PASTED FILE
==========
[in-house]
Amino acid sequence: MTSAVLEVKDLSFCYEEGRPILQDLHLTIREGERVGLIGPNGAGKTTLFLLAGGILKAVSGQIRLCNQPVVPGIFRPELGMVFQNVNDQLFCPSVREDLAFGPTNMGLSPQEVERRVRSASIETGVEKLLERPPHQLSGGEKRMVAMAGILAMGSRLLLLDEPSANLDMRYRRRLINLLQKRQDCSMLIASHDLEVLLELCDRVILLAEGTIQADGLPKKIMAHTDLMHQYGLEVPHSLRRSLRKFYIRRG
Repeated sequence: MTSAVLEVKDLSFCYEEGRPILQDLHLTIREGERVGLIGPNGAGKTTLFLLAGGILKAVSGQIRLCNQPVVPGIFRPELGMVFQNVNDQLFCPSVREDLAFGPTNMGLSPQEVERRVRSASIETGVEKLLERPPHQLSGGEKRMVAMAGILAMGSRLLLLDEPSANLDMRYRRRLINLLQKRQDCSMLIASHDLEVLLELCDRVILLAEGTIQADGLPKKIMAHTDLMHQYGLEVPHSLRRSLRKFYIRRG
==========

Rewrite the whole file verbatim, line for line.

[in-house]
Amino acid sequence: MTSAVLEVKDLSFCYEEGRPILQDLHLTIREGERVGLIGPNGAGKTTLFLLAGGILKAVSGQIRLCNQPVVPGIFRPELGMVFQNVNDQLFCPSVREDLAFGPTNMGLSPQEVERRVRSASIETGVEKLLERPPHQLSGGEKRMVAMAGILAMGSRLLLLDEPSANLDMRYRRRLINLLQKRQDCSMLIASHDLEVLLELCDRVILLAEGTIQADGLPKKIMAHTDLMHQYGLEVPHSLRRSLRKFYIRRG
Repeated sequence: MTSAVLEVKDLSFCYEEGRPILQDLHLTIREGERVGLIGPNGAGKTTLFLLAGGILKAVSGQIRLCNQPVVPGIFRPELGMVFQNVNDQLFCPSVREDLAFGPTNMGLSPQEVERRVRSASIETGVEKLLERPPHQLSGGEKRMVAMAGILAMGSRLLLLDEPSANLDMRYRRRLINLLQKRQDCSMLIASHDLEVLLELCDRVILLAEGTIQADGLPKKIMAHTDLMHQYGLEVPHSLRRSLRKFYIRRG